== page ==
Michelle Obama

Denny Hatch is the author of six books on marketing and four novels, and is a direct marketing writer, designer and consultant. His latest book is “Write Everything Right!” Visit him at dennyhatch.com.

Heather Fletcher is senior content editor with Target Marketing.

About 1.5 years ago, Michael Docktor, a pediatric gastroenterologist at Boston Children's Hospital, attended a medical conference when he saw virtual reality (VR) technology used in a way that caused a “lightbulb to go off,” he remembers. The VR experience, a virtual colonoscopy, was designed to educate physicians on how a particular drug worked.

Even President Barack Obama messed up the quote right in front of Maya Angelou. Then first lady Michelle Obama and Oprah Winfrey took the stage Tuesday, right in front of the "Forever" stamp and its quote during the U.S. Postal Service's issuance ceremony. If that can happen, it seems as though the USPS could almost be given a pass for misattributing Angelou. But not from the Internet.

Whenever comedian Red Skelton did a live stand-up gig, he would dutifully get the names and addresses of the local committee members and dignitaries involved. Back at his hotel, Skelton would write personal notes to each on Christmas cards and address the envelopes. Then in early December, he would mail them. The result: thrilled townspeople and repeat engagements.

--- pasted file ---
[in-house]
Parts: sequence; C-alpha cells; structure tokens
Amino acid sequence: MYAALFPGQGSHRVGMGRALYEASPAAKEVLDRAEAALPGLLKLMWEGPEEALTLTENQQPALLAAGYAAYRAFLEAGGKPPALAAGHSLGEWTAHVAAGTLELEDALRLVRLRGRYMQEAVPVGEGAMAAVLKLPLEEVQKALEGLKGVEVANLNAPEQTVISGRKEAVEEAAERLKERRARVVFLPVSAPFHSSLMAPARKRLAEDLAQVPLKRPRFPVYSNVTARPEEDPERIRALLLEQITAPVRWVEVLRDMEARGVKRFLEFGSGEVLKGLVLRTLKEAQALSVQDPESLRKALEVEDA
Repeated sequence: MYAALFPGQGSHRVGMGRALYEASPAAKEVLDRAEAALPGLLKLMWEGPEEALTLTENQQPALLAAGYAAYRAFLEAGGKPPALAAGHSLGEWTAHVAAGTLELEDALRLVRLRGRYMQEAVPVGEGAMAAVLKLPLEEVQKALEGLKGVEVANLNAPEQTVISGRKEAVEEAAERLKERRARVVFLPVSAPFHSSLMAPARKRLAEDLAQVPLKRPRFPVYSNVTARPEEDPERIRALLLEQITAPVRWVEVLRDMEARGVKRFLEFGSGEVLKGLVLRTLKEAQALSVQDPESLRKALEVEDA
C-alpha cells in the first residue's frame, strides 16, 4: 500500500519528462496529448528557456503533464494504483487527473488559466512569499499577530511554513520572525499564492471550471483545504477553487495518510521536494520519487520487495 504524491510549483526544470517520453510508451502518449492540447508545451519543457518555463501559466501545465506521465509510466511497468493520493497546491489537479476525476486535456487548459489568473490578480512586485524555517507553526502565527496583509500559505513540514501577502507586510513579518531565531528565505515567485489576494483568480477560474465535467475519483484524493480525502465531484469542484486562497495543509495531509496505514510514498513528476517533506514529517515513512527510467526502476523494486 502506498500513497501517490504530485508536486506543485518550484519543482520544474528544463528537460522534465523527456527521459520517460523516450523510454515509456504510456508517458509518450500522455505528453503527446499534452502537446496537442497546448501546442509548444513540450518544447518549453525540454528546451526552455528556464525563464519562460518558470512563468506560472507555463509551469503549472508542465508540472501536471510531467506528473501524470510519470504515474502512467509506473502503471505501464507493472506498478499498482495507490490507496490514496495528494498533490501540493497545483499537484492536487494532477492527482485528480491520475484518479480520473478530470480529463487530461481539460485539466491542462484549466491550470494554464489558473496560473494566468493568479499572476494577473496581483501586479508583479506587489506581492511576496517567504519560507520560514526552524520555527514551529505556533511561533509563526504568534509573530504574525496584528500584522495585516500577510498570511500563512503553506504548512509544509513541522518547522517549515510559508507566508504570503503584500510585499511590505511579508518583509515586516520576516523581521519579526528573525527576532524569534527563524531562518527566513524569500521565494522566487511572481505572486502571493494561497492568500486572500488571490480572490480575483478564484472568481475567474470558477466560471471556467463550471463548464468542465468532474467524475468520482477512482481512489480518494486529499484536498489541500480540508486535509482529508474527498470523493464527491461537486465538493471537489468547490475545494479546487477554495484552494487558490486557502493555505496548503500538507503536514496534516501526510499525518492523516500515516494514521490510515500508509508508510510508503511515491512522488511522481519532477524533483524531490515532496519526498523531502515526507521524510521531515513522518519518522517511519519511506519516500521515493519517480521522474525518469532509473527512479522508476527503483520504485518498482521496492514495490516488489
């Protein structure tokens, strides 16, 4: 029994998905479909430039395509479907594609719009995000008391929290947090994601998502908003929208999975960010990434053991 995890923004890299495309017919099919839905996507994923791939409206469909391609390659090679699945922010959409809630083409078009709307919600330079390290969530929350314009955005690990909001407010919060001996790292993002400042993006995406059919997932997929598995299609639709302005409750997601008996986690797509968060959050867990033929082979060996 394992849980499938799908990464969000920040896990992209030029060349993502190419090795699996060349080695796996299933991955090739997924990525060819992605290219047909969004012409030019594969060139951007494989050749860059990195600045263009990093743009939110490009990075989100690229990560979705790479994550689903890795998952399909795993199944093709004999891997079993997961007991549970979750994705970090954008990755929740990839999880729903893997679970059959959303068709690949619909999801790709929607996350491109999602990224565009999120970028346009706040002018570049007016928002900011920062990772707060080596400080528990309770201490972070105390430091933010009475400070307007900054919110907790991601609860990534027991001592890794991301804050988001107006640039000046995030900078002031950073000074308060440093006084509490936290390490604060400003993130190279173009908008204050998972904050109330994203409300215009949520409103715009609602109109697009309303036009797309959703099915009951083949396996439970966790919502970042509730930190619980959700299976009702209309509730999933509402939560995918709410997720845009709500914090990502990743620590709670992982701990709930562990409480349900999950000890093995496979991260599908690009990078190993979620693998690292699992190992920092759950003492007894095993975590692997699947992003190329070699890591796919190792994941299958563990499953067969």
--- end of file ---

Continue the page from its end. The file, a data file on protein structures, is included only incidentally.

Most marketers develop an editorial and promotional master calendar to help organize their upcoming email schedule. You want to have a cadence to your emails and provide recipients with varied products, services and offers. It's a good idea to plan out future communications for a three-month time span. This isn't as daunting as it may sound. The upcoming month should be organized with the most detail. Marketers might include specific types of promotions, themes, products and services—even subject line approaches—that will be used. Two months out the calendar has much less detail

The broad targeting of soccer moms and NASCAR dads was all in the past. Now it was about using “proclivity models” and other analytical tools to mobilize and persuade and make voter contact more efficient. Whether a voter was an 85 on the support scale or a six on the persuasion scale was more important than if she was a young African-American woman in Pittsburgh or he was an old Jewish man in Cleveland or vice versa. Some tech staffers had dismissed email as old-fashioned and uncool, without understanding how indispensable it would be in saving the campaign.

Would you like to donate to the Obama campaign? Sign up for a college course? Or maybe subscribe to Architectural Digest? If you have ever felt inundated by such solicitations, by email or by snail mail, you may have wondered what you did to deserve it. I did. I wondered how all those campaigns, companies and institutions got my number. And how much money data brokers behind the scenes might make by flipping my name and address. Turns out there’s no easy way for consumers in the United States to track the data dealers

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